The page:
I think going into my thought process behind conceiving the deck and the logic behind some of the choices will be valuable. Here were my priorities, ranked in order of importance:

1) Must beat Affinity greater than 50% game 1 without too many narrow cards.

2) Must beat Tooth and Nail without running too much permission.

3) Must be unspecialized enough to beat the wide range of decks at States.

4) Find a good kill condition.

Must beat Affinity greater than 50% game 1 without too many narrow cards

Surely the most important rule of the bunch, given that Affinity is going to be the top deck played at States. I hadn’t found anything that totally wrecked Affinity that wasn’t already presideboarded a great deal, so greater than 50% was the benchmark that I used. It’s quite possible to get a great game one vs. the artifact decks, but I’m really not a fan of the 4 Imi Statue/4 March of the Machines plan. If you play a heavily metagamed deck at a tournament like States, you will lose to the ten year old kid with the huge milk teeth playing the mono-Red burn deck.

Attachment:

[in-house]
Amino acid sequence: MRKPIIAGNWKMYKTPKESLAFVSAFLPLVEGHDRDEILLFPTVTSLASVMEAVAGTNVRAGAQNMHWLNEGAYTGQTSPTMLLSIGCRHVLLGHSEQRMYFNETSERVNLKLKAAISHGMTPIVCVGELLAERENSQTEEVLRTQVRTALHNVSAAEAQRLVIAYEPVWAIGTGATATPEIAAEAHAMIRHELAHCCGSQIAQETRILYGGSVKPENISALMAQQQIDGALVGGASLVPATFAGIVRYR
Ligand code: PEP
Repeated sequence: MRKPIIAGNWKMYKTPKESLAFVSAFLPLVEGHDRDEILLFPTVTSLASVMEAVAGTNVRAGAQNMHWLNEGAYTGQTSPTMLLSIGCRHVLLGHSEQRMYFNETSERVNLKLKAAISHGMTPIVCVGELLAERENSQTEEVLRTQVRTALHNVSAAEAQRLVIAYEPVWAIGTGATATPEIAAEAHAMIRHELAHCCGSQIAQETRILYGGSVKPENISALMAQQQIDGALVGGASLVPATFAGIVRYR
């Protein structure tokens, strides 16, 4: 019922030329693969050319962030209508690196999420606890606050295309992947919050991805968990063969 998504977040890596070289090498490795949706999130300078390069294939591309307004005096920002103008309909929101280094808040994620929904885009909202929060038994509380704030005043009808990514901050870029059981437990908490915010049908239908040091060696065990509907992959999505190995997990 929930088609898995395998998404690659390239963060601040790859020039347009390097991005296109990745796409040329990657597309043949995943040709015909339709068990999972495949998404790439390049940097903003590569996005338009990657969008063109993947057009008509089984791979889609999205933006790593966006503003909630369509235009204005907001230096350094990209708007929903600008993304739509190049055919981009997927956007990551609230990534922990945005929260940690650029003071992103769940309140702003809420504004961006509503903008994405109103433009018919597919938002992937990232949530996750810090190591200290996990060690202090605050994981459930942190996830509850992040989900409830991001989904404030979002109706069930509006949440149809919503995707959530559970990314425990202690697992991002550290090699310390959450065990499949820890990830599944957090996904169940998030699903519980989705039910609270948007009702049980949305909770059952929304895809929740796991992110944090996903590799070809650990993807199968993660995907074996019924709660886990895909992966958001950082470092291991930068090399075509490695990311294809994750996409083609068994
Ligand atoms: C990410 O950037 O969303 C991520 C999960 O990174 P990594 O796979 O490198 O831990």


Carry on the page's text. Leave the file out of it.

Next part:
Must beat Tooth and Nail without running too much permission

Too much permission in a beatdown field (which States traditionally is) is generally no good, so the number of Mana Leaks, Condescends, and Hinders had to be right on point. The U/W deck needed enough countermagic to handle the bomb cards of Tooth and Nail without getting its grip all gummed up vs. Affinity and the other miscellaneous beatdown decks sure to creep up. I’m also reasonably sure that Black discard-based decks are going to be a major presence at States; a deck heavy on counters isn’t going to get very far against Nezumi Shortfang and his rodent pals. No, the balance between countermagic and board control must be precise.

Must be unspecialized enough to beat the wide range of decks at States

This is the key that many overlook when taking a deck into a field full of players with uh… varying degrees of skill. Once you’re through the first three rounds, all of those special metagame tweaks will mean something – but they don’t mean anything if you lose early in the tournament. This idea sort of falls in line with priority one in the case of this year’s States, but the concept must be considered on its own when facing any random field.